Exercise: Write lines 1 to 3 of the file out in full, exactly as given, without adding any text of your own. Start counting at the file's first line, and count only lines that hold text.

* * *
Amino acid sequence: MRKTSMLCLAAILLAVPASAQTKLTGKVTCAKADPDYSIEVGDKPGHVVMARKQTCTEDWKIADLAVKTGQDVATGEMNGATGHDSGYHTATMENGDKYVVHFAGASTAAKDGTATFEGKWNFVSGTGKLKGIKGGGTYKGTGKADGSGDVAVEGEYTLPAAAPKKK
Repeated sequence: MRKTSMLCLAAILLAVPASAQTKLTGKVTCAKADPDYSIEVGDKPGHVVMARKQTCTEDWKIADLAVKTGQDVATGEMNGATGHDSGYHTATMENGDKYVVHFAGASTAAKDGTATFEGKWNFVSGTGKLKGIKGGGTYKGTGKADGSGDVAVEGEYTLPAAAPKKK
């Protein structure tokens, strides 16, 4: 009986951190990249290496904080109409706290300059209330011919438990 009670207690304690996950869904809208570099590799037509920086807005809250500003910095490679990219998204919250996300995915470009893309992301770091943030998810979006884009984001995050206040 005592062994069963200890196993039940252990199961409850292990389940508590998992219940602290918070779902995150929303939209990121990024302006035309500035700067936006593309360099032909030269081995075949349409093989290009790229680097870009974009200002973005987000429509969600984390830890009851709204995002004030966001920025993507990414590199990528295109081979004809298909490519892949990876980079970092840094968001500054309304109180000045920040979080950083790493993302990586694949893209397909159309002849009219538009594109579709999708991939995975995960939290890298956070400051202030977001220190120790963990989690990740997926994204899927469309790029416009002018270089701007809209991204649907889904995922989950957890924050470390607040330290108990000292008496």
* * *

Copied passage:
Amino acid sequence: MRKTSMLCLAAILLAVPASAQTKLTGKVTCAKADPDYSIEVGDKPGHVVMARKQTCTEDWKIADLAVKTGQDVATGEMNGATGHDSGYHTATMENGDKYVVHFAGASTAAKDGTATFEGKWNFVSGTGKLKGIKGGGTYKGTGKADGSGDVAVEGEYTLPAAAPKKK
Repeated sequence: MRKTSMLCLAAILLAVPASAQTKLTGKVTCAKADPDYSIEVGDKPGHVVMARKQTCTEDWKIADLAVKTGQDVATGEMNGATGHDSGYHTATMENGDKYVVHFAGASTAAKDGTATFEGKWNFVSGTGKLKGIKGGGTYKGTGKADGSGDVAVEGEYTLPAAAPKKK
């Protein structure tokens, strides 16, 4: 009986951190990249290496904080109409706290300059209330011919438990 009670207690304690996950869904809208570099590799037509920086807005809250500003910095490679990219998204919250996300995915470009893309992301770091943030998810979006884009984001995050206040 005592062994069963200890196993039940252990199961409850292990389940508590998992219940602290918070779902995150929303939209990121990024302006035309500035700067936006593309360099032909030269081995075949349409093989290009790229680097870009974009200002973005987000429509969600984390830890009851709204995002004030966001920025993507990414590199990528295109081979004809298909490519892949990876980079970092840094968001500054309304109180000045920040979080950083790493993302990586694949893209397909159309002849009219538009594109579709999708991939995975995960939290890298956070400051202030977001220190120790963990989690990740997926994204899927469309790029416009002018270089701007809209991204649907889904995922989950957890924050470390607040330290108990000292008496």